My parents put us in dance classes when I was four. At my first recital, I walked out on stage, clad in my red sequins and some messy feather headpiece, ready to dance to "76 Trombones." But then I looked around, waiting for the music to begin, my cue to start tapping. I was horrified to discover this wasn't dance class anymore, where I got to stare at myself in the safe mirrored room. Instead I was facing hundreds of people -- all of them strangers -- who had the luxury of sitting in a comfortable, dark seat while my forehead itched under the lights and sequins. No one told me this is what performing would be like. I burst into tears.
The music started, but I couldn't stop crying. All around me, my friends were shuffling and flapping, feathers flying in their eyes. But I couldn't move, I couldn't get over the tragedy of being unprepared for an audience. Finally, someone crept out on stage to escort me off. (My twin sister stayed, unaffected by my tears.)
Somehow, luckily, I got over that. I continued dancing for another decade and never had stage fright like that again, which I like to believe set me up for a lifetime of being mostly unafraid of public speaking, but that's just a theory.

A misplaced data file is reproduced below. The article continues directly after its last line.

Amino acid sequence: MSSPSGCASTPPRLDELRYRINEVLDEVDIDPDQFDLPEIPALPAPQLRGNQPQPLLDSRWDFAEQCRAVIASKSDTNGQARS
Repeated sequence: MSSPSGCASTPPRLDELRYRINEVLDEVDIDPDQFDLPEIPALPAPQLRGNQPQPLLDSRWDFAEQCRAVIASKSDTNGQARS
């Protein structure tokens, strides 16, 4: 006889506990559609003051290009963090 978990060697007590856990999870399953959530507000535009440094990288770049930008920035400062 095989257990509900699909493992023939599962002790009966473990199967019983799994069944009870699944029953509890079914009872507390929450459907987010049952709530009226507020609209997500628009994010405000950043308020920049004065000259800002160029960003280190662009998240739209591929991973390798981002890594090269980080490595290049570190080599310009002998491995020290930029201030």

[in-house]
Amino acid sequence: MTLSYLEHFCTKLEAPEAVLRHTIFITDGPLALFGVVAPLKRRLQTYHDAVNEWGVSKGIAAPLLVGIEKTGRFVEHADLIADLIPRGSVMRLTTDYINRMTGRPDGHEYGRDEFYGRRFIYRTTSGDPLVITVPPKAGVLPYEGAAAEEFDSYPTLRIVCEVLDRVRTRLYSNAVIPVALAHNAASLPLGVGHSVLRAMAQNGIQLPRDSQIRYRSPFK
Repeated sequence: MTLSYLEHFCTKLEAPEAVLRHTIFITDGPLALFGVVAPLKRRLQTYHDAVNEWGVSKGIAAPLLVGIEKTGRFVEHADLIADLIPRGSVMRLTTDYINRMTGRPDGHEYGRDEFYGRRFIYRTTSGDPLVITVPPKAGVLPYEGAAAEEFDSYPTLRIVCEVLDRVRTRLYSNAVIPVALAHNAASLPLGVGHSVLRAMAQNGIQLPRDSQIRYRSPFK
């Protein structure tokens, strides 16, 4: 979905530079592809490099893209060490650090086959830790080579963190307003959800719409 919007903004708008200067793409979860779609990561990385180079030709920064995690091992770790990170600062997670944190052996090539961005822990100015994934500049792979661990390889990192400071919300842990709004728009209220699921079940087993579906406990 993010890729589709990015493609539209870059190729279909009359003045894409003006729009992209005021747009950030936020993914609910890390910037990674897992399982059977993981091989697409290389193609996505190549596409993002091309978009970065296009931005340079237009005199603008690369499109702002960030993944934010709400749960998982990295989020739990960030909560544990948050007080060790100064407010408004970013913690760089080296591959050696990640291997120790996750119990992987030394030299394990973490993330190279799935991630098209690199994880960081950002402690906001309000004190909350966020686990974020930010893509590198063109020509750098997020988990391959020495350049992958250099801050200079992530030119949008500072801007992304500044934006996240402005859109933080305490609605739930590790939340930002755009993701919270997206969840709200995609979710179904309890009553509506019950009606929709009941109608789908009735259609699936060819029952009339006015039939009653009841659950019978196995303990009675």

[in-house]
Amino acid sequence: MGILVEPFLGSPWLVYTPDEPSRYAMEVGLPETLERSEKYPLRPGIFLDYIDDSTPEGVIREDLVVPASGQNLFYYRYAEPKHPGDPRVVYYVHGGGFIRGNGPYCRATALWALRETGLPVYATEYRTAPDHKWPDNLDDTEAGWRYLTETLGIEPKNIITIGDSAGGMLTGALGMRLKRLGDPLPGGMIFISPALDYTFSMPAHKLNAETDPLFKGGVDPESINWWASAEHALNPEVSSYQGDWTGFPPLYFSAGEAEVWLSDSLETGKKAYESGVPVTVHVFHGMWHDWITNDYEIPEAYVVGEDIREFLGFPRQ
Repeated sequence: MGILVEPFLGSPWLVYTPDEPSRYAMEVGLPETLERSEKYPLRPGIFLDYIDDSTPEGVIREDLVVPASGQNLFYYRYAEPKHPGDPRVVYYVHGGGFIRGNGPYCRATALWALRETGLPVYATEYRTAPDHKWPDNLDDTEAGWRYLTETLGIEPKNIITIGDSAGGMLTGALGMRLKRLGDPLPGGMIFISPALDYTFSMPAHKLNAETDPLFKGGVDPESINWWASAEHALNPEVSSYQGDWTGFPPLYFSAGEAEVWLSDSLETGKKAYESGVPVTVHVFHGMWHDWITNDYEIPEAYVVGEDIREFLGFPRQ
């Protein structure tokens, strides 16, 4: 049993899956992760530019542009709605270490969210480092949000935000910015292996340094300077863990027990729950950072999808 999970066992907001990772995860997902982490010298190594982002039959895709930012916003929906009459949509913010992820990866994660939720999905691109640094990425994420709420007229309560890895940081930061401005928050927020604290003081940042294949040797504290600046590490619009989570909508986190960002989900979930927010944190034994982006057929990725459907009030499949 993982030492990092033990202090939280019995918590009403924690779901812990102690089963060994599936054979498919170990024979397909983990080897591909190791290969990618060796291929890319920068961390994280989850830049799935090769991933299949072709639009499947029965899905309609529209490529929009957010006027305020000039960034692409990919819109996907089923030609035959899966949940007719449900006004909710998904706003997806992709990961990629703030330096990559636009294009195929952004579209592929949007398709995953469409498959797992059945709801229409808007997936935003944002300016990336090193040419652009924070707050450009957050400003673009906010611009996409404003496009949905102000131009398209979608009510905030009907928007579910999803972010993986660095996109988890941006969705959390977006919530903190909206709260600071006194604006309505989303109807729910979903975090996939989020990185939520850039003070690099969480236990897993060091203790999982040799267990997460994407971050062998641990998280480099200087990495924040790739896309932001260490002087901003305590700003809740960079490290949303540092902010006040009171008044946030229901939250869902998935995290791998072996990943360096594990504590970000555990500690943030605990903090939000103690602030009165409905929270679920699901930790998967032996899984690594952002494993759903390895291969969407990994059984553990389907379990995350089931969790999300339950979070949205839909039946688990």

This week I went back to my roots. Remember the "Friends" episode where Monica goes to a tap class to confront the woman who's stolen her identity? Ever since then, I told myself I'd go back to an adult tap class, especially once I moved to New York. Well, I've been here for 11 years now. It was time.
Back I went into the safe mirrored room, lined with a barre and a sense of purpose. When I was around nine I was named a Baby Starlet at my dance school and got a tap scholarship, which meant I got to attend class with the older girls who, at the time, felt like superstars, with their long legs and high-heeled tap shoes. I stood at the barre with them every week, my pride at leaving my peers behind helping to hold up my head just a little higher. Smokey Robinson would blare from the overhead speakers and we would warm up, leg by leg, ligament by ligament. When the tap instructor this week turned on Stevie Wonder from an old-fashioned boom box in the corner, it felt almost the same, like this was it, I had come full circle.
I'm in the middle of Sheryl Sandberg's Lean In (who isn't?!) and she writes about the quote that most resonates with her, "What would you do if you weren't afraid?," and I guess my answer is, I'd tap.
So here I am, new tap shoes in hand.